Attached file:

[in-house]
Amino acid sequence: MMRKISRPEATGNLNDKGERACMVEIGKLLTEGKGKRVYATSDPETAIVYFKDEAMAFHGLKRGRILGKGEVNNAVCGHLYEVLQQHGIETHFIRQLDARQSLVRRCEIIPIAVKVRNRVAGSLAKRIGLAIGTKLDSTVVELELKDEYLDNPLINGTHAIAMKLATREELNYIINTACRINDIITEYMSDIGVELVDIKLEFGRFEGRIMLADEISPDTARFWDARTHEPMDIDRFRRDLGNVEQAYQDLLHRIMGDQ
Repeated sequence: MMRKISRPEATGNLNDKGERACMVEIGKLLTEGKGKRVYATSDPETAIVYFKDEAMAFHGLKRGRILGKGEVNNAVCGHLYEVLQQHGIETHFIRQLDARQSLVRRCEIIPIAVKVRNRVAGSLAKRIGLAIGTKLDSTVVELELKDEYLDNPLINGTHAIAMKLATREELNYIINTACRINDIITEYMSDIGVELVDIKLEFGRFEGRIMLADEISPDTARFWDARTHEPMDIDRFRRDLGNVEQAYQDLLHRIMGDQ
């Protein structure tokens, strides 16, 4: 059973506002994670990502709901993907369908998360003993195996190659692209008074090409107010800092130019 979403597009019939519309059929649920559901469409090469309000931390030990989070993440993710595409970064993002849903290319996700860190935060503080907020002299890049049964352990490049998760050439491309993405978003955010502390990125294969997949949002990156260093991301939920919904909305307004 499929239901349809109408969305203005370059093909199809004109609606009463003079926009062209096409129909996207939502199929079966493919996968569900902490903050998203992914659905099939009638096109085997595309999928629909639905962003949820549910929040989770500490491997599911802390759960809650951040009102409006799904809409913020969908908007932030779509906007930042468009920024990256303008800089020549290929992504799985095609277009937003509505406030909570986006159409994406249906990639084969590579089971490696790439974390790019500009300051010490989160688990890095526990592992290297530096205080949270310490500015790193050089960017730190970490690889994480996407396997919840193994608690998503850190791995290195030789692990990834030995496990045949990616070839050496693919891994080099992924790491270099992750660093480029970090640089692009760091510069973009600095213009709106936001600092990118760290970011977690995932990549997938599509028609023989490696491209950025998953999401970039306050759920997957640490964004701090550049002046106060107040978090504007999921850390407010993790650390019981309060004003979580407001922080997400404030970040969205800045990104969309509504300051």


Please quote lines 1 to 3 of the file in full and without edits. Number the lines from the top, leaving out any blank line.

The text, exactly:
[in-house]
Amino acid sequence: MMRKISRPEATGNLNDKGERACMVEIGKLLTEGKGKRVYATSDPETAIVYFKDEAMAFHGLKRGRILGKGEVNNAVCGHLYEVLQQHGIETHFIRQLDARQSLVRRCEIIPIAVKVRNRVAGSLAKRIGLAIGTKLDSTVVELELKDEYLDNPLINGTHAIAMKLATREELNYIINTACRINDIITEYMSDIGVELVDIKLEFGRFEGRIMLADEISPDTARFWDARTHEPMDIDRFRRDLGNVEQAYQDLLHRIMGDQ
Repeated sequence: MMRKISRPEATGNLNDKGERACMVEIGKLLTEGKGKRVYATSDPETAIVYFKDEAMAFHGLKRGRILGKGEVNNAVCGHLYEVLQQHGIETHFIRQLDARQSLVRRCEIIPIAVKVRNRVAGSLAKRIGLAIGTKLDSTVVELELKDEYLDNPLINGTHAIAMKLATREELNYIINTACRINDIITEYMSDIGVELVDIKLEFGRFEGRIMLADEISPDTARFWDARTHEPMDIDRFRRDLGNVEQAYQDLLHRIMGDQ